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0000017a-3b40-d913-abfe-bf44a4f90000Howard Wilkinson joined the WVXU news team as the politics reporter and columnist in April 2012 , after 30 years of covering local, state and national politics for The Cincinnati Enquirer. On this page, you will find his weekly column, Politically Speaking; the Monday morning political chats with News Director Maryanne Zeleznik and other news coverage by Wilkinson. A native of Dayton, Ohio, Wilkinson has covered every Ohio gubernatorial race since 1974, as well as 16 presidential nominating conventions. Along with politics, Wilkinson also covered the 2001 Cincinnati race riots, the Lucasville prison riot in 1993, the Air Canada plane crash at Cincinnati/Northern Kentucky International Airport in 1983, and the 1997 Ohio River flooding. And, given his passion for baseball, you might even find some stories about the Cincinnati Reds here from time to time.

Kentucky political legend Wendell Ford dies at age 90

U.S. Congress

An icon of Kentucky politics, former governor and U.S. Senator Wendell Ford, has died at the age of 90 at his Owensboro home.

Ford, whose political career in Kentucky spanned four decades, was diagnosed last year with a malignancy on one of his lungs and had been undergoing chemotherapy treatments.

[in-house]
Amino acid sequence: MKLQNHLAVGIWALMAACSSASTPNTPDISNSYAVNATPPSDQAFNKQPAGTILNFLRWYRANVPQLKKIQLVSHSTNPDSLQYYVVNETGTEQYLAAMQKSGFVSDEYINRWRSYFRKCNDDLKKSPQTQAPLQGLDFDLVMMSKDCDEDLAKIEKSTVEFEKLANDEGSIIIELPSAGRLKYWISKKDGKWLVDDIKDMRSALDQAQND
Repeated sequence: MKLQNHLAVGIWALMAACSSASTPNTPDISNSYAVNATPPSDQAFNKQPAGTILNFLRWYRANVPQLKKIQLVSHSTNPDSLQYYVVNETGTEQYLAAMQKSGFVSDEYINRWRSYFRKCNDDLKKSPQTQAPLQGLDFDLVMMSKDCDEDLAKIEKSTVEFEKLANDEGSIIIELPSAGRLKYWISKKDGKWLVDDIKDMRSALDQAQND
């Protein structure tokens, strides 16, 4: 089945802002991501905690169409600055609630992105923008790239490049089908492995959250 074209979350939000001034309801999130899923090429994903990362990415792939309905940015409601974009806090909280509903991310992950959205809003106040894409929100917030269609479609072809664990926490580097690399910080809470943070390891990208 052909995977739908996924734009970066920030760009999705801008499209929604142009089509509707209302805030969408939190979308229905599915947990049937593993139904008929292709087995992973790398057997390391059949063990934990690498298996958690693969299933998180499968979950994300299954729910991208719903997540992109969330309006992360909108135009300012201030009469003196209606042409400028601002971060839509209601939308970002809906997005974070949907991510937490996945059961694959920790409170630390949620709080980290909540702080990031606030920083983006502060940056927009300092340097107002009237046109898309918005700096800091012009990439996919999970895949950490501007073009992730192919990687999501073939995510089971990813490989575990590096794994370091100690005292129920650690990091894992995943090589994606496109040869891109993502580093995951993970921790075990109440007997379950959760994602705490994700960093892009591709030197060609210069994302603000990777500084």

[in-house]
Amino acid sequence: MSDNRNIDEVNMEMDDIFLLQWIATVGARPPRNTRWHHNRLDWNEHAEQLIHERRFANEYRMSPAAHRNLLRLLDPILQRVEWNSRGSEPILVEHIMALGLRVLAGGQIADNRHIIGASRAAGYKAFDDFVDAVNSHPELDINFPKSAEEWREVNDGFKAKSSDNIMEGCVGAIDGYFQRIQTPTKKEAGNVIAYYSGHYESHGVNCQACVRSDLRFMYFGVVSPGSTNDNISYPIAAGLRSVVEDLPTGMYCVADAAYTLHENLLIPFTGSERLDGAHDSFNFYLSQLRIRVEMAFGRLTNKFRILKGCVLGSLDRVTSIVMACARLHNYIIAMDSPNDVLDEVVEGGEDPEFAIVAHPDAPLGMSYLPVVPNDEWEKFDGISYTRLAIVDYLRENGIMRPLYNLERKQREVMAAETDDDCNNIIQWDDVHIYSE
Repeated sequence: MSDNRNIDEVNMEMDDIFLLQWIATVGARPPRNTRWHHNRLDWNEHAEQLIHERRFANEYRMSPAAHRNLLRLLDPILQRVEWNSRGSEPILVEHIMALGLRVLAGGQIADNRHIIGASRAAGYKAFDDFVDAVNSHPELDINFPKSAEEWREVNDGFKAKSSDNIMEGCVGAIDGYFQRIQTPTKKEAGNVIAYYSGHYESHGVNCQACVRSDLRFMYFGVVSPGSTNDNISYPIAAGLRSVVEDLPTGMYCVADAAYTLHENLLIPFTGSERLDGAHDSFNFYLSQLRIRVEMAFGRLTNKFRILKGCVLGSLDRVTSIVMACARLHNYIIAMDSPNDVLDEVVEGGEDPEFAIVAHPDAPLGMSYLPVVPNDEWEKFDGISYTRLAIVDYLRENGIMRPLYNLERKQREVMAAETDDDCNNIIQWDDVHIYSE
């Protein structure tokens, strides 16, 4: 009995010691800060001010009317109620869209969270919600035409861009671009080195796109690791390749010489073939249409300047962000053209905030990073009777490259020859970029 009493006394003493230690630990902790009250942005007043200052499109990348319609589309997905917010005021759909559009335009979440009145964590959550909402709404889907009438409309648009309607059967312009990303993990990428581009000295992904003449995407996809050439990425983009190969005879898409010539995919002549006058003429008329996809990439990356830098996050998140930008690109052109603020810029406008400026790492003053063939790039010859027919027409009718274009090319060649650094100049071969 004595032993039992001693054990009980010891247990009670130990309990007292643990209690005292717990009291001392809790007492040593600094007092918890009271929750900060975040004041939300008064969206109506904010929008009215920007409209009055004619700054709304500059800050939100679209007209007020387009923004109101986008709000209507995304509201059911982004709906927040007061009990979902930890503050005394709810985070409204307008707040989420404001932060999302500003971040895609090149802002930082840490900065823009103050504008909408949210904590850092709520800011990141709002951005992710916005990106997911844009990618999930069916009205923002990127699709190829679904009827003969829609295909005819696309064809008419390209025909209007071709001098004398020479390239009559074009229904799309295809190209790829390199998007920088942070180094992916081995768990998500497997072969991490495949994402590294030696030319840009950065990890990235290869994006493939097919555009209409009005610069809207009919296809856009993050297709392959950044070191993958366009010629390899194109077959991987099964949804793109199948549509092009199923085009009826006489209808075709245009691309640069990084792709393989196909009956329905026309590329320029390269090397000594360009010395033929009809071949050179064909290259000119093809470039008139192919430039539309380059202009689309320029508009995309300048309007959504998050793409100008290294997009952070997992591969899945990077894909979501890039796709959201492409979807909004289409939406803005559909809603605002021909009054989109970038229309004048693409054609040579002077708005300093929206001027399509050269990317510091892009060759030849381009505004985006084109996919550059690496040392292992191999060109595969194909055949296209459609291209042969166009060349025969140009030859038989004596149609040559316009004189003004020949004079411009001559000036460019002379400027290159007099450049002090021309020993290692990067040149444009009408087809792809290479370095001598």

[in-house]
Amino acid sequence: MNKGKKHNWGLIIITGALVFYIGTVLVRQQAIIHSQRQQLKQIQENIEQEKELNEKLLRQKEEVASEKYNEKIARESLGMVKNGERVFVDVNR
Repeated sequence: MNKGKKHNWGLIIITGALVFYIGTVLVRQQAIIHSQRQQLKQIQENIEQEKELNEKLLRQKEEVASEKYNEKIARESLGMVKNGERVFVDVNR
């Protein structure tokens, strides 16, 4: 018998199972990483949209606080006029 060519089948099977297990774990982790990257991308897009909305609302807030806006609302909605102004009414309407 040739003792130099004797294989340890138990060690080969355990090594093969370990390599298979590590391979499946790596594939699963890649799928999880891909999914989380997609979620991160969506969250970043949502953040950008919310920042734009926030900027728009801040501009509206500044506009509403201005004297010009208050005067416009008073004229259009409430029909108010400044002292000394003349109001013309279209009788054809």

The Owensboro Democrat represented the Commonwealth of Kentucky in the U.S. Senate for a quarter of a century, from 1974 until 1999.

He was the first Kentucky politician to serve successively as lieutenant governor, governor and U.S. Senator. He was governor of Kentucky from Dec. 1971 to Dec. 1974, before leaving to join the Senate.

Ford, with 24 years, was the longest-serving senator from Kentucky until Republican Mitch McConnell surpassed him six years ago. McConnell, now the Republican majority leader of the Senate, had tangled with Ford while they both served in the Senate, but McConnell delivered a heart-felt eulogy to Ford this morning on the floor of the U.S. Senate.

“Wendell Ford first came to the Senate in the 1970s calling himself just a dumb country boy with dirt between his toes,’’ McConnell said on the Senate floor. “This workhorse of the Senate proved himself to be anything but.”

Kentucky Secretary of State Alison Lundergan Grimes, who was defeated for the U.S. Senate by McConnell last fall, was very close to Ford.

“I will miss my good friend and mentor, Sen. Wendell Ford,’’ Grimes said on her Twitter account this morning. “He was a statesman and deeply loved KY and its people.”

Kentucky's junior senator, Republican Rand Paul, issued a statement offering his condolences.

"Wendell Ford loved Kentucky deeply,'' Paul said in his written statement. "He served the Commonwealth and its people for decades with honor and purpose. I am honored to sit behind the same desk and serve in the same seat as Sen. Ford, a man so dedicated to his party, our state and this country."

Gov. Steve Beshear, a Democrat, said in a written statement that he learned much from Ford over the years.

"In every office in which he served, his methods were simple,'' Beshear said. "Wendell Ford listened; he care; and he got the job done. Our state and our nation are better places for his decades of thoughtful, cooperative work to help people."